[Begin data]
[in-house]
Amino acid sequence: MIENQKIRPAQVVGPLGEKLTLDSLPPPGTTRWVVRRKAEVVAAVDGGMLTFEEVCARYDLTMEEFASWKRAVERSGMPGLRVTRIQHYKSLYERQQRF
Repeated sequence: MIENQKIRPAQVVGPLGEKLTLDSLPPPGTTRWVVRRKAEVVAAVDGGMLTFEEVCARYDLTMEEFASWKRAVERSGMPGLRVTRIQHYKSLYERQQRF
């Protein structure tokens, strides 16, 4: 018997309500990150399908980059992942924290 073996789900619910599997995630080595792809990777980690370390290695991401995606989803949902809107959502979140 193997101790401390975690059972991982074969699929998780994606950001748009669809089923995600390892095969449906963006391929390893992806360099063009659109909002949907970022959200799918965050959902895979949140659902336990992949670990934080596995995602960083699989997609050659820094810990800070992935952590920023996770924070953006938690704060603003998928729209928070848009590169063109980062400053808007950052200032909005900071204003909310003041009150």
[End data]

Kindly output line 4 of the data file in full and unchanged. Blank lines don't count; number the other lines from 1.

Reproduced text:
């Protein structure tokens, strides 16, 4: 018997309500990150399908980059992942924290 073996789900619910599997995630080595792809990777980690370390290695991401995606989803949902809107959502979140 193997101790401390975690059972991982074969699929998780994606950001748009669809089923995600390892095969449906963006391929390893992806360099063009659109909002949907970022959200799918965050959902895979949140659902336990992949670990934080596995995602960083699989997609050659820094810990800070992935952590920023996770924070953006938690704060603003998928729209928070848009590169063109980062400053808007950052200032909005900071204003909310003041009150």